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What Artist Should Play Halftime At “The Big Game?”

3Even for those less interested in sports, the Super Bowl has often gained national attention for its pricey commercials and star-studded halftime shows. Here Fred Jacobs reflects on the significance of past performances and speculates on who might grace the field in 2019.


Guest post by Fred Jacobs of Jacobs Media Strategies

As the Super Bowl has become something of a national holiday in the U.S., much attention has been focused on lots of the non-game content that comes along with “Super Sunday.” Every year, the pricey commercials become an even bigger deal, often available ahead of time for consumption and sharing.

But it's the halftime show that always garners talk, controversy, praise, or brickbats – depending on your point of view and taste in music.  For several years, Classic Rockers ruled at the half, featuring premier bands that included the Stones, the Who, Bruce Springsteen, Tom Petty, and others.  But on recent Super Bowls, it's been a return to pop with the likes of Lady Gaga, Bruno Mars, Beyoncé, Katy Perry, and Justin Timberlake.

The NFL has been the pro sports juggernaut, always standing out as the biggest and most popular league of them all.  But in the last few years, ratings are off and controversy continues to rage over controversial issues like the National Anthem, domestic violence, and player concussions and health.  No, don't cry for NFL Commissioner, Roger Goodell (who reportedly makes north of $30 million annually).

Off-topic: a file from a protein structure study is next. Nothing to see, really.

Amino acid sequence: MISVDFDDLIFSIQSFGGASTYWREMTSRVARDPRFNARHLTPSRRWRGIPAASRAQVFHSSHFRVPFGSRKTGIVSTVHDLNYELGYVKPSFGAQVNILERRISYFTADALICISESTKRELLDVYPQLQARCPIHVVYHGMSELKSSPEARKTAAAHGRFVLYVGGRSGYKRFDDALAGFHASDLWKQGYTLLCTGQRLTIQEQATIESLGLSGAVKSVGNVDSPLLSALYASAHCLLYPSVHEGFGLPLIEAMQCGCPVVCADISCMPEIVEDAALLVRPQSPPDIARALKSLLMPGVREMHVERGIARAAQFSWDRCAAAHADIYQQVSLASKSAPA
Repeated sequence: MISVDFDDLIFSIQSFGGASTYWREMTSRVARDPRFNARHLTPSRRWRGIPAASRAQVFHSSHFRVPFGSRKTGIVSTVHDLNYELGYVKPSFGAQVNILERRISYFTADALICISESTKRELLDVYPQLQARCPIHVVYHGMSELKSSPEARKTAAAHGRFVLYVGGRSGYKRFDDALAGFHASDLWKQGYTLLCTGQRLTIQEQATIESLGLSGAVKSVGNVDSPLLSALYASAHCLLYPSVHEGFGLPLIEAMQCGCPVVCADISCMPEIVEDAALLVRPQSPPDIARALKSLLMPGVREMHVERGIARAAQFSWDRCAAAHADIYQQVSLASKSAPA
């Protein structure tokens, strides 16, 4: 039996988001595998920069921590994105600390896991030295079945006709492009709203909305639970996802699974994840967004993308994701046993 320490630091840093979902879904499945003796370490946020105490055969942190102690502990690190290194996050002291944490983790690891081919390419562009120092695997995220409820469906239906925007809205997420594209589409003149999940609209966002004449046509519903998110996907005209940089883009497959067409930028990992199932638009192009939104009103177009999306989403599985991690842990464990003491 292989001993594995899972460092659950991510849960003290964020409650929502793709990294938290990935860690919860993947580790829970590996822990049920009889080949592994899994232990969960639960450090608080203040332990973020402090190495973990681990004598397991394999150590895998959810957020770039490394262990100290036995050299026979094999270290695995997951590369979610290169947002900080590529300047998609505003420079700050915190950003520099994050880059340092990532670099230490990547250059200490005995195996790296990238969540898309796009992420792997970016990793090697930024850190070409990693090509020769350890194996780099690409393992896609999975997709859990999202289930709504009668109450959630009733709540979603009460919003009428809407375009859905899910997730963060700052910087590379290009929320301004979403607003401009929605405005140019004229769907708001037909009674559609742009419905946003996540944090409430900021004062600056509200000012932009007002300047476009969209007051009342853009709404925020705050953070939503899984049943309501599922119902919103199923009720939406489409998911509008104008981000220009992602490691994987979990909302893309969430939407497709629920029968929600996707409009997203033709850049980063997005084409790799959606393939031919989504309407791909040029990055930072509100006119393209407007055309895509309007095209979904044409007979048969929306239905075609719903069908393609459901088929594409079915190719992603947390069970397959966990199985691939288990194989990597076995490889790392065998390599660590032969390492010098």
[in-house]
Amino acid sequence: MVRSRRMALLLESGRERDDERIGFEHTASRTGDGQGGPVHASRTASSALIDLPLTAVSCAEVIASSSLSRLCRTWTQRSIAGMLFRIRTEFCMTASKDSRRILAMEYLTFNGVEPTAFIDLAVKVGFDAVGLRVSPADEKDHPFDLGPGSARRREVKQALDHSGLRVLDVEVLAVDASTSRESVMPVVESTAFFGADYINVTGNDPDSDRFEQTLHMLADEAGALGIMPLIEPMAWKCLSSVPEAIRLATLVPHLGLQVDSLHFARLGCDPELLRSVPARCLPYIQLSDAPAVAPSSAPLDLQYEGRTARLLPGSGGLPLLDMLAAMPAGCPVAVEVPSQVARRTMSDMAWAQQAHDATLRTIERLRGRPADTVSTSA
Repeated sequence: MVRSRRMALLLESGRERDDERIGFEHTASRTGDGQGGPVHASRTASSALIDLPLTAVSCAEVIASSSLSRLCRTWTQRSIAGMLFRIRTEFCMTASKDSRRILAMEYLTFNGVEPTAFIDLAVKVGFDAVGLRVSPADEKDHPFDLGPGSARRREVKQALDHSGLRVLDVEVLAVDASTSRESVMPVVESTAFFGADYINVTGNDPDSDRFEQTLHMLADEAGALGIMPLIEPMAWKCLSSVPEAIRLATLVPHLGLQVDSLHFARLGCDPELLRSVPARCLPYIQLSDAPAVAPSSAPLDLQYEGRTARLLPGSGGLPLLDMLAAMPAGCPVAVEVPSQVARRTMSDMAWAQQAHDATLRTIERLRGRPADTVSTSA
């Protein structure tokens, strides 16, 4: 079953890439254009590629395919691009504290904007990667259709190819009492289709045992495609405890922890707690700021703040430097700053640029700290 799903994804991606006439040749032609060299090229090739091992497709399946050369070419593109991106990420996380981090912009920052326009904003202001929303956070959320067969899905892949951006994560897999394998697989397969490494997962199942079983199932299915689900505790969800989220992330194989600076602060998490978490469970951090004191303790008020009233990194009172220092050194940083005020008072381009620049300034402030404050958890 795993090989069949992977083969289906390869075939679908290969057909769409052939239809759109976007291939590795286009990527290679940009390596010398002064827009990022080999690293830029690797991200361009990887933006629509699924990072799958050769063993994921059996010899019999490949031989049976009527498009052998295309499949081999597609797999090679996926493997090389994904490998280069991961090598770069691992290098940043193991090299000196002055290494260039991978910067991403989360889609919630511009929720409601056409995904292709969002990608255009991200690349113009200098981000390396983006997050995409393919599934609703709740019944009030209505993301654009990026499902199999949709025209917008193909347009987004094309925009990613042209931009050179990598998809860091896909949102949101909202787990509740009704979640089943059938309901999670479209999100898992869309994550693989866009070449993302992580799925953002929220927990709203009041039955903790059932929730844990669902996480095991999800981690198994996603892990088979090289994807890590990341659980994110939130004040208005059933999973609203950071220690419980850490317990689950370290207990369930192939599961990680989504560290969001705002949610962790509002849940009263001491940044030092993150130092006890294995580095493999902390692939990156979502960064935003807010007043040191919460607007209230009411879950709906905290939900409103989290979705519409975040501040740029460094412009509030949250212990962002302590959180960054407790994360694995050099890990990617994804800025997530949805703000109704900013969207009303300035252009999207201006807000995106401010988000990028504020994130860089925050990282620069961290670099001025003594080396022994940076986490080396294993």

3Strangely, there is no “face of the NFL,” a dominant player who symbolizes all that is great and wonderful about the league.  In fact, in the last two years, it's been Colin Kaepernick(when he isn't selling running shoes), much to Goodell's and ownership's frustration.

Pepsi (sponsor of the halftime extravaganza) and the NFL love the speculation surrounding who will take the field at halftime, especially as “the drama” virally makes the rounds on social media.

And the leading rumor is that Maroon 5 will take the Gargantuan stage at Atlanta's Mercedes-Benz Stadium.  And that has already angered millions who were hoping for a more dynamic act.  In fact, the locals are wondering why an Atlanta-based performer like Ludacris, Outkast, or Usher isn't the consensus pick.